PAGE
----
The Young Bach

Source: Alex Ross writing about John Eliot Gardiner: “Bach: Music in the Castle of Heaven” (Knopf) in The New Yorker, January 2, 2017

BachWe see Bach emerging from a society still traumatized by the Thirty Years’ War and by outbreaks of plague. Life expectancy was around thirty. In the Thuringian town of Eisenach, where Bach was born, quasi-pagan notions of devilry still prevailed. Bach’s education would have been doctrinaire and reactionary. “History is nothing but the demonstration of Christian truth,” one popular textbook said.

Gardiner highlights German research that notes rampant ruffianism among Eisenach’s youth and a troubling trend of “brutalization of the boys.” Gardiner may go too far in characterizing Bach as a “reformed teenage thug,” but the young composer is known to have drawn a dagger in the midst of an altercation with a bassoonist.

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6 responses to “The Young Bach

  1. Now I understand counterpoint.

  2. OK, but as someone who actually knows the musicologists and their work cited by Alex Ross (namely, Michael Marrisen and Raymond Erickson), and has actually conversed with them on the subjects, I want to post a caveat: the “history” is more complicated than Ross may know. Erickson and Marrisen are in opposing camps regarding Bach’s possible anti-Semitism. The record is certainly not clear, and probably changed with time.
    Ross mentions a book, The Bach Reader, which I recommend enthusiastically to anyone who really wants to know what is actually known about JS. It is a book of contemporary documents, including JS’s own letters to his church employers, It’s quite thrilling, in its way. It puts you there. The rest is speculation, and with luck, valuable insight, informed and researched with more or less care by their authors. Another useful book is about Bach’s Leipzig: Bach’s Changing World, ed. Carol Baron. Here’s the blurb, which tells it like it is:
    “The Leipzig middle-class evolved with the cooperation and gratitude of an extravagant, greedy, and disinterested absolutist ruler. Bach’s Changing World documents how this community and other German communities responded to a variety of religious, social, and political demands that emerged during the years of the composer’s lifetime. An accepted, admired, and trusted member of this community, as evidenced by the commissions he received for secular celebrations from royalty and members of the middle-class alike — in addition to functioning as church composer — Bach shared its values”.
    The Enlightenment did reach to Leipzig even during Bach’s lifetime, one of the points Erickson makes.

  3. p.s. I see that Eric’s post is about the portion of the New Yorker’s Bach article dealing with Gardiner’s book, which in fact I don’t know. But the article it appeared in is “Holy Dread”, by Alex Ross in the New Yorker of Jan 2 ’17, an extended book review of Marrisen’s latest book, “Bach & God”, a seeming preoccupation in some quarters these days.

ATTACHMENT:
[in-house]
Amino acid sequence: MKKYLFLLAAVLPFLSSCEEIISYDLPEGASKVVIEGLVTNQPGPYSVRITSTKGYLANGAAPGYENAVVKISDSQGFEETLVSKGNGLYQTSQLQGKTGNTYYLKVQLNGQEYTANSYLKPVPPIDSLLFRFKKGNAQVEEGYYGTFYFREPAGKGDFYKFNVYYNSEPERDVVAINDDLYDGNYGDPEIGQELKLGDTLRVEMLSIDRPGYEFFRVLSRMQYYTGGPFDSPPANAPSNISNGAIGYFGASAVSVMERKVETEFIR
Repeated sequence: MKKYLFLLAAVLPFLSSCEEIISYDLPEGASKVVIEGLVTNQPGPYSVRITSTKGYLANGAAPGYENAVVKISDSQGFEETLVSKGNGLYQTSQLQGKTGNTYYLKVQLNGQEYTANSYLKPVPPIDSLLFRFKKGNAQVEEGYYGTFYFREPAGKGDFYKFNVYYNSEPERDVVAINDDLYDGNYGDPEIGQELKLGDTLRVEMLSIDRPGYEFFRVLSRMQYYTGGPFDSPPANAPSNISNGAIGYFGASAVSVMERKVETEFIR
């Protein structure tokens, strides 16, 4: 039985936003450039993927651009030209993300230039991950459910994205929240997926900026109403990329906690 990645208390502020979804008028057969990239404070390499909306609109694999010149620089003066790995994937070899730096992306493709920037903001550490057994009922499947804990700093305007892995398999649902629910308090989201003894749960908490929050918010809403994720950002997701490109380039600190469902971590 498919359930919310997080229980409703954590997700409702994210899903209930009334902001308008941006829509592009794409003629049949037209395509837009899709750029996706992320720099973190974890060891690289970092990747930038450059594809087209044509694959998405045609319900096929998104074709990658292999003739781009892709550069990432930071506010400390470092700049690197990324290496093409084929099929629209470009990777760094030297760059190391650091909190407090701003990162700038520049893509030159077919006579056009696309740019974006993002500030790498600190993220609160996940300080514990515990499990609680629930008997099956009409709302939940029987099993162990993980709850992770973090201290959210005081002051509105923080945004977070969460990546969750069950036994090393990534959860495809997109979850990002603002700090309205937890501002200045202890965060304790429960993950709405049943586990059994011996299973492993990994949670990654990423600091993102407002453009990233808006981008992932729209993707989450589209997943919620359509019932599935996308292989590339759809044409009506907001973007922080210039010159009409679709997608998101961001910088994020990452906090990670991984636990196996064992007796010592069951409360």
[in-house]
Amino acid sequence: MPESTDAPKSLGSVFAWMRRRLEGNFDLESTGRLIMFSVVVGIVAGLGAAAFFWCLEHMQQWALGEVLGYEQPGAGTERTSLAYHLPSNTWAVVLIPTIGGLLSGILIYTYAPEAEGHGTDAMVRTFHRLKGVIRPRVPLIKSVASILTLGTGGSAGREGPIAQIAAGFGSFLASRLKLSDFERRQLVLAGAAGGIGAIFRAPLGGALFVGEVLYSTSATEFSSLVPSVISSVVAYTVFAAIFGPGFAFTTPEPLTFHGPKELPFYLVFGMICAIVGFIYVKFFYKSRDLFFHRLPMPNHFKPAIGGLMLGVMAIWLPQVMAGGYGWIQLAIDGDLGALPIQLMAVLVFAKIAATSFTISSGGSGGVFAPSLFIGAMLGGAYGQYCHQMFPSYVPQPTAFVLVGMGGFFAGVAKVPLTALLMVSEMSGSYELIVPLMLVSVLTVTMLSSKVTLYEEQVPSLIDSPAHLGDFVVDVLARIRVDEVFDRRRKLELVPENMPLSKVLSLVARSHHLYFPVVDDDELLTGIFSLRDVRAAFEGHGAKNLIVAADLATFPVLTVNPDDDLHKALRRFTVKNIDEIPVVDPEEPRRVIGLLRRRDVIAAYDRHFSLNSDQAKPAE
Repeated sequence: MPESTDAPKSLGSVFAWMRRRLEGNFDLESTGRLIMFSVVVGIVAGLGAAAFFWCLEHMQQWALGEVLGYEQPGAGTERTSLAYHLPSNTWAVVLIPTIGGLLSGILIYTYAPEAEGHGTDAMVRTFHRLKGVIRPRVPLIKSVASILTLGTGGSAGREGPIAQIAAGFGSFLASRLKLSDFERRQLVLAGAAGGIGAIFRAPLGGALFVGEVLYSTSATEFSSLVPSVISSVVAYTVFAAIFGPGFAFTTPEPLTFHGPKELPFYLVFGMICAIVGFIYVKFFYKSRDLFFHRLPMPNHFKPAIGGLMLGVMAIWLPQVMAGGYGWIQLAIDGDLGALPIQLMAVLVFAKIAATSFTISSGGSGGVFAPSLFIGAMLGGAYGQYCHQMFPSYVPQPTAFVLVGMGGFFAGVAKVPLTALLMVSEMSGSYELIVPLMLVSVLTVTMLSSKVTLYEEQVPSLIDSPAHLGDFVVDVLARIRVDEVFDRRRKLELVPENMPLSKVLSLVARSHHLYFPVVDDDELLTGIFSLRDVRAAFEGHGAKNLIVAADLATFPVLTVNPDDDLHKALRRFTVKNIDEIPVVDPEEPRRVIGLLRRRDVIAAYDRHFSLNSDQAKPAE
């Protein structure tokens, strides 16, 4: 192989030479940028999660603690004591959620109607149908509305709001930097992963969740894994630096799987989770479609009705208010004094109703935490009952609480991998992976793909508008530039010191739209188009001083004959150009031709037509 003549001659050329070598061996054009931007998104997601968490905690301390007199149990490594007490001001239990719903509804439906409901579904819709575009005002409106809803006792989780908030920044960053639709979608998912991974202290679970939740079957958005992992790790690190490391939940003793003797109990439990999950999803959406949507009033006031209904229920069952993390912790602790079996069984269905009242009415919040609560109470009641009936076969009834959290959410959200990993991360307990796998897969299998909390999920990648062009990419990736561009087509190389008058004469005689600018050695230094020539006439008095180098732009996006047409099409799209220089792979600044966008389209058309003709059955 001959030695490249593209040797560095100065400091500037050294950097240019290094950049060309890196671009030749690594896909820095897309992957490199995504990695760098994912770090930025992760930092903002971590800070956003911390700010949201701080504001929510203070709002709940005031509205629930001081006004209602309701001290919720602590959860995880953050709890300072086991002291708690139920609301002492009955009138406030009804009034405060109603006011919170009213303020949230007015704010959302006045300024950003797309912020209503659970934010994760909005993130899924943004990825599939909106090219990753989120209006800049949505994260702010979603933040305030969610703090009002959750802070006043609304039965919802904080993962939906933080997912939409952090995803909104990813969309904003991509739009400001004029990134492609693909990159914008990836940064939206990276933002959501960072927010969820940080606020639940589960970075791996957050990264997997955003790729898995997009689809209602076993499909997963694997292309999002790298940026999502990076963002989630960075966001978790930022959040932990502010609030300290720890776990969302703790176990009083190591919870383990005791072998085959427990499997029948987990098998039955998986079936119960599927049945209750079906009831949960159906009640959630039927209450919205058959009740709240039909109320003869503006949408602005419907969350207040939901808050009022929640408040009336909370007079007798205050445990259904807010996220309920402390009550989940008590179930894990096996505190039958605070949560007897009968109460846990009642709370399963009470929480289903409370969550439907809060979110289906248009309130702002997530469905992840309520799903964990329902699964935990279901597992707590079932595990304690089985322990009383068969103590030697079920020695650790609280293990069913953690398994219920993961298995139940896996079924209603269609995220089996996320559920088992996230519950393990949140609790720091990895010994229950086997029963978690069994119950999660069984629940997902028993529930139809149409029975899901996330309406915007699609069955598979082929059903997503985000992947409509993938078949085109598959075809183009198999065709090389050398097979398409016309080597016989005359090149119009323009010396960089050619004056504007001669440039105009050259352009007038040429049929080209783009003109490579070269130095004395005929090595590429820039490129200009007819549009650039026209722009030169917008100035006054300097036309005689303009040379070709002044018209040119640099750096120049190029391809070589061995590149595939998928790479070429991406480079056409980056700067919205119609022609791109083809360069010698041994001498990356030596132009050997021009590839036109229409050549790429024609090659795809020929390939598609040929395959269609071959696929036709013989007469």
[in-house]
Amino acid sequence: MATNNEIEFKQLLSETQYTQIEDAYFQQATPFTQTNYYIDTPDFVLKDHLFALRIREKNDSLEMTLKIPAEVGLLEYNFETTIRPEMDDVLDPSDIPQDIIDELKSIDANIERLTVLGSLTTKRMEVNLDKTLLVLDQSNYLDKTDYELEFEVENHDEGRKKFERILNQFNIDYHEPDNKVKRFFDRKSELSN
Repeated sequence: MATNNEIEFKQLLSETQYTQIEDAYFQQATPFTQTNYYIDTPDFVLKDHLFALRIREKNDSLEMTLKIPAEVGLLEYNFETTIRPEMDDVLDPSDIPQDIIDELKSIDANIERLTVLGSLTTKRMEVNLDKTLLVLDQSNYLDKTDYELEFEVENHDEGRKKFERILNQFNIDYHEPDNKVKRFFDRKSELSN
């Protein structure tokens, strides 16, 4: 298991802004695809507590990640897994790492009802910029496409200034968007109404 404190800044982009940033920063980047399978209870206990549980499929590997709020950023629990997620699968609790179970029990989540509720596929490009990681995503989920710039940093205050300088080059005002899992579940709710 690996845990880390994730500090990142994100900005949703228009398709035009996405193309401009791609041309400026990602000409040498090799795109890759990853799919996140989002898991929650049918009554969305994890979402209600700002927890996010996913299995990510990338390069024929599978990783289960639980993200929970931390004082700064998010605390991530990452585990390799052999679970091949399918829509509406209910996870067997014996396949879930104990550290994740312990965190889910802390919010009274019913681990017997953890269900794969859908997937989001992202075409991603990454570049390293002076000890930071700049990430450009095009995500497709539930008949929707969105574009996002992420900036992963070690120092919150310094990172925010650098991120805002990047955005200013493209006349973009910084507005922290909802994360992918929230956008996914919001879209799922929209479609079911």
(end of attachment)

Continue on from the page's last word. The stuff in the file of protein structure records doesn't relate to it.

4. May I draw your attention to the novel “And After the Fire” by Lauren Belser which tells the story of a fictious anti-Semitic Bach cantata.

    • Correction: the author is Lauren Belfer. Star roles are played by Friedemann Bach, the Mendelssohns, and the unpleasant Achim von Arnim, one of the authors of “Des Knaben Wunderhorn.”

  5. Lauren Belfer is the wife of Michael Marrisen, who helped her with the historical details. Several of which, according to other of my colleagues who are in this discussion up to their necks, are quite incorrect. I myself heard her give a talk on her novel at the Center for Jewish History in NY (West 15th St.), and was actually rather appalled, in particular, at her rendering of the character of Felix Mendelssohn. For one thing, Felix did not join the Lutheran Church, but rather the French Reformed Church, close by the Thomaskirche in Leipzig. And the notion that he willfully published compositions by his sister as his own is quite untrue: they were included in a volume of his music to help her, because their father would not allow his daughter to lower herself by publishing. In performing one of them before Queen Victoria, the Queen remarked that it was her favorite; Felix told her straight away that it was Fanny who had written it. Where Lauren got her story from I cannot say, as I didn’t get a chance to ask her.
    This is a highly charged subject because there is a group of Mendelssohn scholars who take the position vociferously that Mendelssohn was a devout and enthusiastic Lutheran (I think Marrisen is one of them), and another group who are not nearly as certain, but are equipped to read Hebrew and are therefore more atune to the nuances of Moses Mendelssohn’s writing, and presumably therefore, to how his son Abraham would have interpreted those ideas. One really needs to know the conditions of the Prussia at the time of the Mendelssohn conversion (under Friedrich Wilhelm III, who was promoting a Christian state which would have denied citizenship to all but Protestants, and where no Jew could hold any kind of public position). The idea that the conversion was the result of a joyous embrace of Lutheranism is dubious, to say the least.
    Another book one might enjoy, if this topic continues to be of interest, is a history of the Mendelssohn family until their disappearance as a German cultural force under the Nazis: it is Die Erbe der Mendellsohns: Biographie einer Familie, [The Mendelssohn Legacy, Biography of a Family] published by S. Fisher in 2009, with wonderful illustrations. Alas, only in German. The author is Julian Schoeps, a 5th or 6th generation Mendelssohn, who returned to Germany (from Sweden) after WW II, and is now a prolific figure in German-Jewish studies.
    Are you getting the feeling that nothing is as straight-forward as it seems? !!

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